Dry Land SUP Training

Exercises for Better Stand Up Paddle Boarding

It is probably safe to assume that you made a New Year’s resolution or two. The act of improving yourself, making promises to do better, is part of the human condition. If you were new to stand up paddleboarding in 2014, the experience on the open water was exhilarating. But I’d be willing to wager that you discovered muscle groups that you didn’t know you had. So I thought I take a moment to help you improve your SUP training with a few dry land exercises that will improve this season’s stand up paddleboard adventure.

The following exercises are not new or even that difficult. But doing these simple moves now will greatly improve your performance the next time you are on your board.

The Old Fashioned Push-up

push-upsThis is one of those unique exercises that will illustrate just how far you have to go with your training and, once you become proficient, opens all sorts of variations. If you haven’t done this in a while, it is best to begin with your knees on the floor. This exercise works on some many muscle groups that it is possible some are better developed than others. So be patient when you begin – this or any workout regime, and if you think your doctor should know, by all means get her/his opinion.

Start out slow on this one. It is not about speed. In fact, the slower you go, even if you don’t do a large number of reps, the better the workout. With your arms extended parallel to your shoulders, slowly lower yourself to within an inch of the floor and hold for three seconds. Just as slowly, return to the original position. If you are concerned about your wrist strength, hold a small dumbbell in your hand. I will keep your wrists straight and give you a couple of extra inches to lower your body.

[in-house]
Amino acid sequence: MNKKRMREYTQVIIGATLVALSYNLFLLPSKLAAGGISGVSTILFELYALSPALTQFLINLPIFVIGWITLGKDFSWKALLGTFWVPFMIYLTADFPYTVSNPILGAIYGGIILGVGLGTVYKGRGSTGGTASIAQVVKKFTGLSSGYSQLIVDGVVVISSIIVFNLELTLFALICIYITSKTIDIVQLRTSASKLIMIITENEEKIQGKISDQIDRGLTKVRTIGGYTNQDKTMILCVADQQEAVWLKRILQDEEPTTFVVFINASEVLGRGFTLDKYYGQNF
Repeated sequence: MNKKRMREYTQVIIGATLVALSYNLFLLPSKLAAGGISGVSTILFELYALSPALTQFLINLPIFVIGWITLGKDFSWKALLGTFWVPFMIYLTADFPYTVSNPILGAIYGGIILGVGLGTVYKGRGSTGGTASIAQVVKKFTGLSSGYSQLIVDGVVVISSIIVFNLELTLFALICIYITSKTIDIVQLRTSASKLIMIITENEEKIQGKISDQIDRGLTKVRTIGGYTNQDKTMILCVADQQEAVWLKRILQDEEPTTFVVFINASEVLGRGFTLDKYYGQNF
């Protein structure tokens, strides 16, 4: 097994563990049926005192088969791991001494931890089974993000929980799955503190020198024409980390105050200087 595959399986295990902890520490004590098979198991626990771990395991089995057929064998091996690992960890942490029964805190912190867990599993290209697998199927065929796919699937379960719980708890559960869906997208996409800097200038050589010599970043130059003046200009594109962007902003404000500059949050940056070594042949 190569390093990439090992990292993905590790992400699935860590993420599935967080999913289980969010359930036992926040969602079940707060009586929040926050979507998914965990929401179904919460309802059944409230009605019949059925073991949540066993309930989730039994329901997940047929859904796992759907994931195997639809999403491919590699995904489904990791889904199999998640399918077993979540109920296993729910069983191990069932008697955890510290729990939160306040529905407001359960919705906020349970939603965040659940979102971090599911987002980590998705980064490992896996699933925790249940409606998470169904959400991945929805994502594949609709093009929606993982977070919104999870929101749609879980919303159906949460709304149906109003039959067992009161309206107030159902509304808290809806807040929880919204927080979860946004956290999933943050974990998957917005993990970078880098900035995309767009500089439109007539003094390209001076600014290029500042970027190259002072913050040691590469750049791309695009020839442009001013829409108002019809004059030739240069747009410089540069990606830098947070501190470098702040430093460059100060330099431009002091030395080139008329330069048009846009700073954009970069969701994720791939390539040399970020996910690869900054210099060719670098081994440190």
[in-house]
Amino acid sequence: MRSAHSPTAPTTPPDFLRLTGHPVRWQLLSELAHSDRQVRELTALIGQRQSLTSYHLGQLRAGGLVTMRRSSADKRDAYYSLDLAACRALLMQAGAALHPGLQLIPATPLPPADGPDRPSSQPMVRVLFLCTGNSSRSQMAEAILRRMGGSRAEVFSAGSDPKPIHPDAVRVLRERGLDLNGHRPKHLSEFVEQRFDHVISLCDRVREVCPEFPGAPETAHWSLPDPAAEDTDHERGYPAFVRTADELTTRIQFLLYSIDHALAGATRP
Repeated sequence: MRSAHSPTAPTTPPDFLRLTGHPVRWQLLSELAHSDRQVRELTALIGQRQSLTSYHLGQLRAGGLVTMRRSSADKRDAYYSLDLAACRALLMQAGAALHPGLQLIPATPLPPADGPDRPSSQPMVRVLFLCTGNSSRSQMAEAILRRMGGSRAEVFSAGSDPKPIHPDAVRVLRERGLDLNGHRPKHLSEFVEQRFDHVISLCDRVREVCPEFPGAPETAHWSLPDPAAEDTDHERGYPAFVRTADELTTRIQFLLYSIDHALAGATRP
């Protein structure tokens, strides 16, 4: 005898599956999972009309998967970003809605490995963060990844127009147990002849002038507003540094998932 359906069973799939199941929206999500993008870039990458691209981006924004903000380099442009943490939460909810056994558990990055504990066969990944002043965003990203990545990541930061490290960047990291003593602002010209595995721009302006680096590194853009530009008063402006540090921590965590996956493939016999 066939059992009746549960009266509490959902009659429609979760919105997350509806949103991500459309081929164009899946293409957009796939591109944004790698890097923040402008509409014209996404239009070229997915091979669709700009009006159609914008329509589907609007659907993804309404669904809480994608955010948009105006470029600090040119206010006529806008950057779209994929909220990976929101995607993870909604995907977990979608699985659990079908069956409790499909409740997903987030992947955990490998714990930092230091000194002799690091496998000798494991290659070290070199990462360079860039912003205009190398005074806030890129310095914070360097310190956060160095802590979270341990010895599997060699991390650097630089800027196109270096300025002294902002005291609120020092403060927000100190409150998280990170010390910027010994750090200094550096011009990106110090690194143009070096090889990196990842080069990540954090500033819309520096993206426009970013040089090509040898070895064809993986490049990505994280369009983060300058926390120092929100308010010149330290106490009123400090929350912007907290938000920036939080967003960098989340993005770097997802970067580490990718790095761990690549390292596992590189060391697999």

The benefit comes with increased shoulder, back and core strength that will give you a more fluid paddle stroke. As you become stronger, you might want to try some of these variations on this do-anywhere exercise.

The SUP Squat

squatsAlthough many sites suggest you do this basic exercise with dumbbells, I suggest you increase your balance for your next SUP experience by using your paddle.

Once again, begin slow. Extend your paddle in front of you in a standing position, With your feet 8-10 inches apart, gradually lower your body into a sitting position. The idea is to keep your weight over your heels, making sure that your knees do not extend over your toes.

As you lower your body, do it slowly and hold it when you are down. Squeeze those butt muscles (Glutes) on the way up. If you can do this for eight to ten reps, your balance and lower back muscles will thank you once you get your board in the water. You can upgrade this exercise after you get good at it by completing the return to standing with an explosive jump.

The SUP Lunge

lungesOne of the keys to a successful SUP outing is combining strength, balance and coordination. Few exercises do that better than the lunge. or most of us, this should begin slowly and gradually upgraded as you feel more comfortable.

Begin with your hands in front of you. Extend your right leg and lower the left one to a ninety degree angle. Many exercise professionals suggest that you jump from this position to left leg in front and right leg lowered. While this works the glutes and increases your balance, you should take it easy until you get the feel for your center of gravity. The reps are not as important as the time you spend. It is suggested that you do this for at least a minute, more if you aren’t doing that jump into the next position.

These exercises are basic but like so many of these suggestions, take it slow and build on your success. It is only January and for most SUPers, putting your board in the water is still months away. I’ll post additional conditioning exercises for the more experienced stand up paddle boarder but these will be the three single best moves everyone needs to make. As always, check with your doctor is you have any issues.

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